Social engagement across the retirement transition among “young-old” adults in the French GAZEL cohort
- 415 Downloads
The objective of this study was to test predictors of change in social engagement across the retirement transition in a cohort of 10,692 French utility workers retiring between 1992 and 2004, aged 51–65 in 2004. Three measures of social engagement (organizational activity participation, number of close family members, and number of close friends) were collected in 1991 and 2004; 1991 scores were subtracted from 2004 scores to determine change. We used ordered logistic regression to model predictors of change. Compared with those retiring just before the follow-up measure, those retiring 2–5 years earlier had greater positive change in organizational activity participation (OR 1.22, 95 % CI 1.07, 1.39) and greater positive change in number of close friends (OR 1.19, 95 % CI 1.04, 1.37) after retirement compared with before, but no difference in family contact, and no clear linear trend by retirement timing relative to the follow-up measure. Women were less likely than men to increase organizational activities and contact with close family ties. Poor self-rated health at follow-up consistently predicted decreased engagement. For specific activities, those retired longest had not only the greatest odds of increased political/religious organizational involvement and sports/hobby/leisure involvement but also the greatest odds of decreased volunteering. Those of low midlife socioeconomic status (SES) were more likely to decrease levels of formal engagement from before retirement to after, compared to those of higher SES. Overall, certain changes in social engagement emerged with increasing time in retirement. However, retirement timing was a weaker predictor of change in engagement than factors such as low midlife SES or poor health. Findings suggest that disparities in social engagement may emerge during retirement.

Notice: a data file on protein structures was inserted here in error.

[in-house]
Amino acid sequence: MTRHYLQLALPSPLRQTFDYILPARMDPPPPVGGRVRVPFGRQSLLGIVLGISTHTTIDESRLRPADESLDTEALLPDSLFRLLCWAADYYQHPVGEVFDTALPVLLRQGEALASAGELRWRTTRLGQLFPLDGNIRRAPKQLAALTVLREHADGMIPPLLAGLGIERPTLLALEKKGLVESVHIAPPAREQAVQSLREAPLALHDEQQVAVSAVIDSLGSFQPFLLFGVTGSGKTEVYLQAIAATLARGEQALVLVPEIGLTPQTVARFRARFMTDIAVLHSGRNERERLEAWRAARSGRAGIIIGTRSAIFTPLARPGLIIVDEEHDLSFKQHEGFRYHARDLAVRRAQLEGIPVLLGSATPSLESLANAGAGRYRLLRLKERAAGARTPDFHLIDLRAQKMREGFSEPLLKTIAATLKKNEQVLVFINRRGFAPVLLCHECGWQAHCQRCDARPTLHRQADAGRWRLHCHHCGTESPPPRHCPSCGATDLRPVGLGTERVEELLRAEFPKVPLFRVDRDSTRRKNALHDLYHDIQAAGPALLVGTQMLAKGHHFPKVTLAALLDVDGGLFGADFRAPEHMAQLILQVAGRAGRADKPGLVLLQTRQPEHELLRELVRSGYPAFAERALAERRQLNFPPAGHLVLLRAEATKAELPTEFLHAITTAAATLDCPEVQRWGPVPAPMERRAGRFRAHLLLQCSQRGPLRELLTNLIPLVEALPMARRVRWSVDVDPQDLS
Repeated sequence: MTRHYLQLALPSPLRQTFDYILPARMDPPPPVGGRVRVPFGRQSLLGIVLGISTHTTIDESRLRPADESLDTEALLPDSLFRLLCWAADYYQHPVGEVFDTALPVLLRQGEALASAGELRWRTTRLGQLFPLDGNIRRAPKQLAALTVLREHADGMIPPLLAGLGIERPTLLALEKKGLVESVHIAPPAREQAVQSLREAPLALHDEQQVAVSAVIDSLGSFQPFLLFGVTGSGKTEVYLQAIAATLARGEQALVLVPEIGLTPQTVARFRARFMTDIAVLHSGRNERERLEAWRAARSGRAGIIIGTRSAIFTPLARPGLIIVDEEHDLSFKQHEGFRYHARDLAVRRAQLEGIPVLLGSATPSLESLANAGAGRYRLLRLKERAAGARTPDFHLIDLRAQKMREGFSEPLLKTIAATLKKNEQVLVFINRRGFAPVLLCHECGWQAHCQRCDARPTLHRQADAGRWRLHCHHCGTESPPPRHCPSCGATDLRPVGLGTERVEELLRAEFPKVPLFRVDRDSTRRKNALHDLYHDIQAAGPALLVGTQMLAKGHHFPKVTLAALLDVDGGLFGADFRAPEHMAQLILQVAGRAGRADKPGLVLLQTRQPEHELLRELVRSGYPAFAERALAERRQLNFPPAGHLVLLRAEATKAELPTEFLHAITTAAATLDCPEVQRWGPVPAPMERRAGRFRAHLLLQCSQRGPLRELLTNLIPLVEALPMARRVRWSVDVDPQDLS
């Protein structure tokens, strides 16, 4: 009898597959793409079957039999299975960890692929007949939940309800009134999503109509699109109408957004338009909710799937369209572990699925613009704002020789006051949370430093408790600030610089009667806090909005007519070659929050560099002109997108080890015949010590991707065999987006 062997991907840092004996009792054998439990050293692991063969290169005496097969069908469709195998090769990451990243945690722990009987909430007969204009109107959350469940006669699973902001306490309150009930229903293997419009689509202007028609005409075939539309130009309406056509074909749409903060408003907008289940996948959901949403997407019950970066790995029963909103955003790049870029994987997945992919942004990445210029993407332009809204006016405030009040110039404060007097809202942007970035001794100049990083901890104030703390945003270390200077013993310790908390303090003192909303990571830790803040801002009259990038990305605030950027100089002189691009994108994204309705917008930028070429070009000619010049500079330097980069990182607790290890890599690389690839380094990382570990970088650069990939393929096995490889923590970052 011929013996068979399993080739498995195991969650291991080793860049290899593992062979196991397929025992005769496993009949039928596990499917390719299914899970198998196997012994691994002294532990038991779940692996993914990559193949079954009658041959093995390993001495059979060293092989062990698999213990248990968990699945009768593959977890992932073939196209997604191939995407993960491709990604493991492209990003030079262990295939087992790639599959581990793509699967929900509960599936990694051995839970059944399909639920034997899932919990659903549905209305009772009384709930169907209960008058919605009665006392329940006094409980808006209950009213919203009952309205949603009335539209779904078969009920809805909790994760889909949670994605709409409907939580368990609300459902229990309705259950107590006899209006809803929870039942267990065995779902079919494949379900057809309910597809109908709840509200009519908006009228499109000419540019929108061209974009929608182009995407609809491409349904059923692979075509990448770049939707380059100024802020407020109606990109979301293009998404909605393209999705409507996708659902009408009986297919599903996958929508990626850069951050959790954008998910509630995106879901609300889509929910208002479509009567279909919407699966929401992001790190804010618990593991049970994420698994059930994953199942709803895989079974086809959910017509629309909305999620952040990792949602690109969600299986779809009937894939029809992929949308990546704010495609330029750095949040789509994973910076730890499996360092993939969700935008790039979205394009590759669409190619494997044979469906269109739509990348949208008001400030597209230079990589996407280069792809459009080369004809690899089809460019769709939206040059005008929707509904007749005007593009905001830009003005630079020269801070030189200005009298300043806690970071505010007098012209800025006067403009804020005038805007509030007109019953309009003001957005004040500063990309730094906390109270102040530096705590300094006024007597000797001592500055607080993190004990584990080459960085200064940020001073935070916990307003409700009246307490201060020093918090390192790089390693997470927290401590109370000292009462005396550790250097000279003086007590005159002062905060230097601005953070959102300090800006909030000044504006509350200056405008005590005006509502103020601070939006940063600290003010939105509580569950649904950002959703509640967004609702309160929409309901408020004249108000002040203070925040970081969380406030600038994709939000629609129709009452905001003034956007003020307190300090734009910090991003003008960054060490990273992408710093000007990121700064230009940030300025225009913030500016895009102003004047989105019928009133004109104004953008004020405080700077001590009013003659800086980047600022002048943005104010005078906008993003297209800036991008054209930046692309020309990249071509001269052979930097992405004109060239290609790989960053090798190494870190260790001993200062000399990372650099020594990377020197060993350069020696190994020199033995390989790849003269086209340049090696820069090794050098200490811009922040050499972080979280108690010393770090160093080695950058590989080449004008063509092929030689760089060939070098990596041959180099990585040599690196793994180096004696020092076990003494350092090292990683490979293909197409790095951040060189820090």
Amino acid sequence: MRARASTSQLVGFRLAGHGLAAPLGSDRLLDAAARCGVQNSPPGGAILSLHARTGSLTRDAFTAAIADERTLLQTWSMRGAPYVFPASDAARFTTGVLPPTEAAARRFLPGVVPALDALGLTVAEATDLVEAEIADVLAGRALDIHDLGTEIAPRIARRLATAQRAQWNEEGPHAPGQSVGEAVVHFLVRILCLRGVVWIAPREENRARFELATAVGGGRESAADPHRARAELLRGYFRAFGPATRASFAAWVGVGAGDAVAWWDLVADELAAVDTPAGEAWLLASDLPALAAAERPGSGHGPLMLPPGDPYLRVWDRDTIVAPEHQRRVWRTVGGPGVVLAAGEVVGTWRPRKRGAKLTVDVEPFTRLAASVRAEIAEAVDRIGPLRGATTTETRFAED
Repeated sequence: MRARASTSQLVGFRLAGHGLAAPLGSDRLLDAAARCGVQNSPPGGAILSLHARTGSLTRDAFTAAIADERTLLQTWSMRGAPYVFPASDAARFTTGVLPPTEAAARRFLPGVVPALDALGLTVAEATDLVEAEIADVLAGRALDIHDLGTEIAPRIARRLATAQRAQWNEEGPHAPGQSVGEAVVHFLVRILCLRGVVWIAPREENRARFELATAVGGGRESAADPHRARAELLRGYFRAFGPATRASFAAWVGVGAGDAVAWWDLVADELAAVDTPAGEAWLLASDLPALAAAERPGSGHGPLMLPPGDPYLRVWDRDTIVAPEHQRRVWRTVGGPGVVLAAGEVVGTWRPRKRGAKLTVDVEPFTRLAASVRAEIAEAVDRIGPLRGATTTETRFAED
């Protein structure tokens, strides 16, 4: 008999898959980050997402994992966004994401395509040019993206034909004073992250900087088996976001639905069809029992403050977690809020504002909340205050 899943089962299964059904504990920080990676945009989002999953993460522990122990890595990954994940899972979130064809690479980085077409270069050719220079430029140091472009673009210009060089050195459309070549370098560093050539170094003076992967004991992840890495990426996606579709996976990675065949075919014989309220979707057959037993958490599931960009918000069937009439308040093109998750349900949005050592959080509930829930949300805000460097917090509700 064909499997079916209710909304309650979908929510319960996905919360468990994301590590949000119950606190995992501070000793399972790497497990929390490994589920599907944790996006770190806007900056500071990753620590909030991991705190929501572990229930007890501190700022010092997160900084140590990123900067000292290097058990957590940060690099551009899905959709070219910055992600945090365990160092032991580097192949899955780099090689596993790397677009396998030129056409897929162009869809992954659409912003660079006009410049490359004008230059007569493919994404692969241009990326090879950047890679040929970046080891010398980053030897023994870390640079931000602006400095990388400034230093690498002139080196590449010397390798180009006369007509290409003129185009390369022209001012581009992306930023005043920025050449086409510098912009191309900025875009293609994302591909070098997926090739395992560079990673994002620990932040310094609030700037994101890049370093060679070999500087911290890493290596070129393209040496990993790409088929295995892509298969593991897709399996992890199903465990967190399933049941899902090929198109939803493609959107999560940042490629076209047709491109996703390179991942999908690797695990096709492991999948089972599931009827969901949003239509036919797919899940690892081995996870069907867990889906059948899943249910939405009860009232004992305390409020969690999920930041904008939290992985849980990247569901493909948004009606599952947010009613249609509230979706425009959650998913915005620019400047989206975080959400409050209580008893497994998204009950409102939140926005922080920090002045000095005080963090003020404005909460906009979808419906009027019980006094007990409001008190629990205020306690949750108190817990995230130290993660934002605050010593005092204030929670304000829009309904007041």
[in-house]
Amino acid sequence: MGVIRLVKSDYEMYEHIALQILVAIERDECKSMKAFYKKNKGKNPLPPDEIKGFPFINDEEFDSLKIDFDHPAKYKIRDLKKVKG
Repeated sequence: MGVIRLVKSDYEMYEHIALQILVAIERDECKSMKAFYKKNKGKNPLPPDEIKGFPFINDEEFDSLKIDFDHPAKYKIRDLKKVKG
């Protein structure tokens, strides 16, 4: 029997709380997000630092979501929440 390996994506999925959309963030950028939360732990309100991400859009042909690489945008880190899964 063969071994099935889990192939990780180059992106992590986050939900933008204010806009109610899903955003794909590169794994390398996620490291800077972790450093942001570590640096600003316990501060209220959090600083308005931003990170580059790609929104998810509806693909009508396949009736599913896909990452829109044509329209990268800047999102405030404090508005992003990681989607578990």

KeywordsSocial engagement Retirement Social support Social networks Older adults
This work is part of a project funded by the Agence Nationale de la Recherche (ANR, French National Research Agency) and Agence Française de Sécurité Sanitaire de l’Environnement et du Travail (AFSSET, French Agency for Sanitary Security of Environment and Work). Funding for this analysis was provided by the John D. and Catherine T. MacArthur Foundation Network on an Aging Society.
- Barnes-Farnell J (2003) Retirement: reasons, processes, and results. Springer Publishing Co., New YorkGoogle Scholar
- Bass S, Caro F (2001) Productive aging: A conceptual framework. In: Morrow-Howell N, Hinterlong JE, Sherraden M (eds) Productive aging: concepts and challenges. Johns Hopkins University Press, BaltimoreGoogle Scholar
- Berkman LF, Syme SL (1979) Social networks, host resistance, and mortality: a nine-year follow-up study of Alameda County residents. Am J Epidemiol 109:186–204Google Scholar
- Miller AS, Nakamura T (1996) On the stability of church attendance patterns during a time of demographic change: 1965–1988. J Sci Study Relig 35:275–284Google Scholar
- Moen P (2000) A life-course approach to retirement and social integration. In: Pillemer K, Moen P, Wethington E, Glasgow N (eds) Social integration in the second half of life. Johns Hopkins University Press, Baltimore, pp 75–107Google Scholar
- Pillemer K, Glasgow N (2001) Social integration and aging: background and trends. In: Pillemer K, Moen P, Wethington E, Glasgow N (eds) Social integration in the second half of life. Johns Hopkins University Press, BaltimoreGoogle Scholar
- Pillemer K, Moen P, Wethington E, Glasgow N (2000) Social integration in the second half of life. Johns Hopkins University Press, BaltimoreGoogle Scholar
- Rowe JW, Kahn RL (1998) Successful aging: the MacArthur foundation study. Pantheon, New YorkGoogle Scholar
- Szinovacz ME, Adams G, Beehr T (2003) Contexts and pathways: retirement as institution, process, and experience. In: Adams GA, Beehr CA (eds) Retirement: reasons, processes, and results. Springer, New York, pp 6–52Google Scholar
- Vahtera J et al (2009) Effect of retirement on sleep disturbances: the GAZEL prospective Cohort Study. Sleep 32:1459–1466Google Scholar